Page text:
Then Maximian returned into Gaul; and after having made some stay in those quarters, he went to Galerius, the enemy of his son, that they might confer together, as he pretended, about the settlement of the commonweal; but his true purpose was, under colour of reconciliation, to find an opportunity of murdering Galerius, and of seizing his share of the empire, instead of his own, from which he had been everywhere excluded.
Diocles was at the court of Galerius when Maximian arrived; for Galerius, meaning now to invest Licinius with the ensigns of supreme power in the room of Severus, had lately sent for Diocles to be present at the solemnity. So it was performed in presence both of him and of Maximian; and thus there were six who ruled the empire at one and the same time.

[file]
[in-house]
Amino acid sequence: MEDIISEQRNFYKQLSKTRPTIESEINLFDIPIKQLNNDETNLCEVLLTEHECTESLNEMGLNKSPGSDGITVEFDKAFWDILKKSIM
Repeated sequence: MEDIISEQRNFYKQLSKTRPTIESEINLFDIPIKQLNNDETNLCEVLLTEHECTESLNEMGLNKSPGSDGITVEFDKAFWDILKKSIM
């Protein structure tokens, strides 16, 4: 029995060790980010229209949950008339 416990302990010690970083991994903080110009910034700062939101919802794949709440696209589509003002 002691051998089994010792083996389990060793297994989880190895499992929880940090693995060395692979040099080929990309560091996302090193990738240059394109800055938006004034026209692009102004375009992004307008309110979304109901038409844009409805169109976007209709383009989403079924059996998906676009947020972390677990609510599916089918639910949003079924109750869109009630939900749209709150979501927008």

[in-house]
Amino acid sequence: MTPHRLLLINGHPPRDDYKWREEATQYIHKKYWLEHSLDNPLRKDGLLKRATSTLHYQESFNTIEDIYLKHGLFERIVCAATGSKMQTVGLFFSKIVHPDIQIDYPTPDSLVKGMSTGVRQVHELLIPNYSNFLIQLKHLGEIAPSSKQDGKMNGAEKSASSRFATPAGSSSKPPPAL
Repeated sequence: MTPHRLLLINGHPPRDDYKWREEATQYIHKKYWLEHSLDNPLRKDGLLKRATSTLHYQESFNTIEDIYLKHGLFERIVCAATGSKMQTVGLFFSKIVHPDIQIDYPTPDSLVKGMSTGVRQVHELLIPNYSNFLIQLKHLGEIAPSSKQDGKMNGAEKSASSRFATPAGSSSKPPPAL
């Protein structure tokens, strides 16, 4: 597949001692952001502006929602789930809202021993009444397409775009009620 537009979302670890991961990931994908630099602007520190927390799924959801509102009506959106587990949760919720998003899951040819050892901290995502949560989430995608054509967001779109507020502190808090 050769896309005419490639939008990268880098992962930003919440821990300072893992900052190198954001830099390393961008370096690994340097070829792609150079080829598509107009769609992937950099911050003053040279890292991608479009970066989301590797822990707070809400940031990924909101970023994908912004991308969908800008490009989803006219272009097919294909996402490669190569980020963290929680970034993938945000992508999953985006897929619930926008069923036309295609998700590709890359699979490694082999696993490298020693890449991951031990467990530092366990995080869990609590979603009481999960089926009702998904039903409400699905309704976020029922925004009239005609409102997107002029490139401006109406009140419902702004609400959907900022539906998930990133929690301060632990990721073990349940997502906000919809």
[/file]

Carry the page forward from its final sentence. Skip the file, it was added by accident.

Now the designs of Maximian having been frustrated, he took flight, as he had done twice before, and returned into Gaul, with a heart full of wickedness, and intending by treacherous devices to overreach Constantine, who was not only his own son-in-law, but also the child of his son-in-law; and that he might the more successfully deceive, he laid aside the imperial purple. The Franks had taken up arms. Maximian advised the unsuspecting Constantine not to lead all his troops against them, and he said that a few soldiers would suffice to subdue those barbarians. He gave this advice that an army might be left for him to win over to himself, and that Constantine, by reason of his scanty forces, might be overpowered. The young prince believed the advice to be judicious, because given by an aged and experienced commander; and he followed it, because given by a father-in-law. He marched, leaving the most considerable part of his forces behind. Maximian waited a few days; and as soon as, by his calculation, Constantine had entered the territory of the barbarians, he suddenly resumed the imperial purple, seized the public treasures, after his wont made ample donatives to the soldiery, and feigned that such disasters had befallen Constantine as soon after befell himself. Constantine was presently informed of those events, and, by marches astonishingly rapid, he flew back with his army. Maximian, not yet prepared to oppose him, was overpowered at unawares, and the soldiers returned to their duty. Maximian had possessed himself of Marseilles (he fled thither), and shut the gates. Constantine drew nigh, and seeing Maximian on the walls, addressed him in no harsh or hostile language, and demanded what he meant, and what it was that he wanted, and why he had acted in a way so peculiarly unbecoming him. But Maximian from the walls incessantly uttered abuse and curses against Constantine. Then, of a sudden, the gates on the opposite side having been unbarred, the besiegers were admitted into the city. The rebel emperor, and unnatural parent and a perfidious father-in-law, was dragged into the presence of Constantine, heard a recital made of his crimes, was divested of his imperial robe, and, after this reprimand, obtained his life.